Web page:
Human Rights in Honduras

Certain elements of the present political crisis can be better understood if knowing the history of human rights in Honduras. The last report from the Swedish government on the issue is from 2007, why it refers to the situation when Manuel Zelaya was president.

Situation in 2007

The level of violence is high, not to say extreme, with almost 10 murders per day in average in a country with about 7.5 million inhabitants. There are reports of arbitrary arrests and disappearances. About 60% of those incarcerated are still awaiting sentencing.

Dozens of prisoners are murdered in prison every year, mostly by other prisoners, and there is a real prison crisis in the country (both main party candidates in the Nov 29 elections promise to build a new prison). There were 14 cases of kidnappings reported in 2006 (knowledgeable sources tell me that most kidnappings go unreported, so the real figure can be estimated to 3 to 4 times higher).

The Rechtsstaat does not function for all groups of the population. The poor cannot afford access to the judicial system, and the rich often buy their way out of it according to the report. The transparency index according to Transparency International is 2.5 out of 10, indicating rampant corruption (Sweden has 9.3, the highest of any country).

The ombudsman for human rights is represented in most parts of the country, and is receiving an increasing number of complaints. The special prosecutor for human rights is also considered an important institution, but with inadequate resources according to the report. Another problem is a fear to report crimes, which may in part be due to the lack of a witness protection program.

The UN report on extra-judicial executions shows that impunity is rampant. Even when police officers are known to have carried out murders they are not prosecuted, in the cases cited in the Swedish report.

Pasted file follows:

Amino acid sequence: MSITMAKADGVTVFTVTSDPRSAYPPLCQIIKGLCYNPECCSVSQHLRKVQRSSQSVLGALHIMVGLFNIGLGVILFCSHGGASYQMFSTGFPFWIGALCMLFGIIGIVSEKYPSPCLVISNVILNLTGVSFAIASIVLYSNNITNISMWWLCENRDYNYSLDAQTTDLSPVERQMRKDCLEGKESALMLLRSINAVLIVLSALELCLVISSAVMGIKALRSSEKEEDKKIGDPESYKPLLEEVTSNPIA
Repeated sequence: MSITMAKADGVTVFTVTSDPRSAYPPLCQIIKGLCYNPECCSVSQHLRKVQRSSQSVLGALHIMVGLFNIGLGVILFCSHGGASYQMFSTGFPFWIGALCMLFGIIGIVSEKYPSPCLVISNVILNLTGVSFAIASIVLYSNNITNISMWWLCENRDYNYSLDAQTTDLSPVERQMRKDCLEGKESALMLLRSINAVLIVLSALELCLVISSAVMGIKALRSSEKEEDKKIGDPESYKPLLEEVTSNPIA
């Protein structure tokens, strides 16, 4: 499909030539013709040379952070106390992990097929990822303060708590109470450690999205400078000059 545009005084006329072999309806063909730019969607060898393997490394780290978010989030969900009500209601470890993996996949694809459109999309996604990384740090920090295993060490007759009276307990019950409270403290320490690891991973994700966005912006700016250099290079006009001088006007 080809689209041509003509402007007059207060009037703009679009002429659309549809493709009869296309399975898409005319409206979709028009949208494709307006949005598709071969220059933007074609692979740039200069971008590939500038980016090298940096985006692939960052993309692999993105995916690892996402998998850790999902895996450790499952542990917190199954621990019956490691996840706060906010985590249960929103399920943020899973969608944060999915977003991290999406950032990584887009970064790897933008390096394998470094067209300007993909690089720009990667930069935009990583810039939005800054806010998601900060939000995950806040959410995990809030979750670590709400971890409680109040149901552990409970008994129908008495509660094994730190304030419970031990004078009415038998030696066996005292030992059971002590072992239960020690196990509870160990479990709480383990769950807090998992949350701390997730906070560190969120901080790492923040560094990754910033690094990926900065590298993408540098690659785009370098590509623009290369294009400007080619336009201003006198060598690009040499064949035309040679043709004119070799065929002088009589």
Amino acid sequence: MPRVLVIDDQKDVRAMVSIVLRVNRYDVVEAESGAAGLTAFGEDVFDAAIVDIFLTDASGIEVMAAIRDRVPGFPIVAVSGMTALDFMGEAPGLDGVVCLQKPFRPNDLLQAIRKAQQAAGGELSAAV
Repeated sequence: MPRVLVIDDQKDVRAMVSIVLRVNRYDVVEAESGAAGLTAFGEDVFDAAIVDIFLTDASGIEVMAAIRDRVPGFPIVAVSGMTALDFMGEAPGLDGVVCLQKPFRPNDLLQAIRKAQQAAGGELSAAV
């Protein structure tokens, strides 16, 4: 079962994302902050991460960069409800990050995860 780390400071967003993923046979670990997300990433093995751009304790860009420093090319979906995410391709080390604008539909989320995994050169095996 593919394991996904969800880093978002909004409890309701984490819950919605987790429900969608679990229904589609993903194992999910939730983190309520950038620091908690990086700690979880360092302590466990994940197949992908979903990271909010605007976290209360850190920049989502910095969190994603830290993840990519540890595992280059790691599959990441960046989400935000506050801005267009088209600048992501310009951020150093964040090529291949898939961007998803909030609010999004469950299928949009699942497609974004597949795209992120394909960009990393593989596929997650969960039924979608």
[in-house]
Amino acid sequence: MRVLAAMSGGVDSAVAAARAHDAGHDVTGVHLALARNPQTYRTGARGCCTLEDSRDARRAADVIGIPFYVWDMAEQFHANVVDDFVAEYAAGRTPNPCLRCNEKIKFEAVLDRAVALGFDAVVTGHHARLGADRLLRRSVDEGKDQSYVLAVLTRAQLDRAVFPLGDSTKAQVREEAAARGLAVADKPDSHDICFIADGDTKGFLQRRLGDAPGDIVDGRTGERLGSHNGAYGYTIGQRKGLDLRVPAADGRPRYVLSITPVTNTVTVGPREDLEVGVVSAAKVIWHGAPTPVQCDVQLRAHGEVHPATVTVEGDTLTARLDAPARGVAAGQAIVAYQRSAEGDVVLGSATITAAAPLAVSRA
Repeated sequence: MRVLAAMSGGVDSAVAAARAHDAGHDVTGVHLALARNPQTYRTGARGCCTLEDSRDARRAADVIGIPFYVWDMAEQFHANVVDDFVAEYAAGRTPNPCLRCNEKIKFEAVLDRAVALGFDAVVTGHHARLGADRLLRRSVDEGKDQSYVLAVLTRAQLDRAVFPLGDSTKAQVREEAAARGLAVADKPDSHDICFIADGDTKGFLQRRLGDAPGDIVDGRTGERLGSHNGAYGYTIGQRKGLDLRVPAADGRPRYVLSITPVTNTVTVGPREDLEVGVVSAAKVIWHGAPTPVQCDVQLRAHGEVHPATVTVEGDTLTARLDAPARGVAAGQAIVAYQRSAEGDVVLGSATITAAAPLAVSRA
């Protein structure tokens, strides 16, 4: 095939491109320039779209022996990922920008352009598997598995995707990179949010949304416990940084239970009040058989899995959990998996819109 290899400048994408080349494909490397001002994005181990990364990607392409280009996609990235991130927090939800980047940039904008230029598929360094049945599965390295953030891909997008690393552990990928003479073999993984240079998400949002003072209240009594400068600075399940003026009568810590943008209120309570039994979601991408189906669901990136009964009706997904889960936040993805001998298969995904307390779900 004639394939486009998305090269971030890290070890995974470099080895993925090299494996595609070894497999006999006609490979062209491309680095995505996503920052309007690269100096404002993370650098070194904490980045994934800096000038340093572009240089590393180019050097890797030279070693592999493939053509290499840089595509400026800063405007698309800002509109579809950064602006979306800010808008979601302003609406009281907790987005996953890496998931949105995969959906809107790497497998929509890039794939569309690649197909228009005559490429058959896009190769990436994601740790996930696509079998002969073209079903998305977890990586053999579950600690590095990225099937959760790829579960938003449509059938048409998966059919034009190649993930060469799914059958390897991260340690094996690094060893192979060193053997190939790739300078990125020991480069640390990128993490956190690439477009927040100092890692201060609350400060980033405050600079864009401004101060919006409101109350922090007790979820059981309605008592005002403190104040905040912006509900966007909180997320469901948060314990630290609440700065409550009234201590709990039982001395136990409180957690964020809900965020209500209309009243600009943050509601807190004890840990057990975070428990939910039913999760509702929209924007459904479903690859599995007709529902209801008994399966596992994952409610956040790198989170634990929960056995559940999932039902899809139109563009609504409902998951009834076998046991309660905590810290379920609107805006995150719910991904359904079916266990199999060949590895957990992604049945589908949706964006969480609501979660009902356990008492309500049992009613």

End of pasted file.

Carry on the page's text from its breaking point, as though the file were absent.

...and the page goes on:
Intimidation of media and journalists is a regularly occurring problem. Death threats to reporters are not uncommon, and organized crime is trying to influence media. In 2007 one journalist was murdered and several forced into exile.

Jumping to the section on the right to education, the report states that the teachers have among the highest salaries in Latin America. In spite of that, strikes are common. In measurements of quality of education, Honduras is near the bottom. The proportion of children who started elementary school was 87%, middle school 35%, and high school 9% [NB: these terms in Sweden refer to years 1-3, 4-6, and 7-9, respectively].

Present political crisis

Returning to the present political crisis in Honduras, it should be noted that the teachers’ union is one of the four groups participating in the so-called “resistencia,” that is, those demonstrating for the return of Zelaya and/or the creation of a new constitution (for some the first is more important, for others the second). The teachers have left the classrooms on numerous days and in large numbers, thus depriving the children of the right to education. Furthermore, some teachers have even encouraged the children to demonstrate rather than to go to school, and given extra credits to those who do.

The government has responded by ordering that teachers who do not show up to work should not get their salary. The teachers’ union disagreed with that decision. To make sure the decision is implemented the government has had to physically audit the schools, since the administrators are often on the teachers’ side, not on the taxpayers’ side. Personally I think the teachers’ union is acting shamefully irresponsibly, unpatriotic, and worst of all, they are endangering and violating the rights of the children. [Update 2009-10-07: They are now also abandoning members who are being arrested for sedition for just following instructions from their union leaders. This article illustrates just how irresponsible the union was.]

The second point I would like to make, is that since June 28th, most of the international media coverage of Honduras has been focused on exposing human rights violations. The purpose is to lead the consumers of the news to make the emotional association that since there are human rights violations it must be a repressive regime. That notion reinforces the idea that it was a military coup, and further locks the mind to investigate the truth behind the events.

It is in that context that the Swedish report is so enlightening. It reveals that Honduras has not gone from good to bad in terms of human rights, but it is in the process of going from very bad towards somewhat less bad.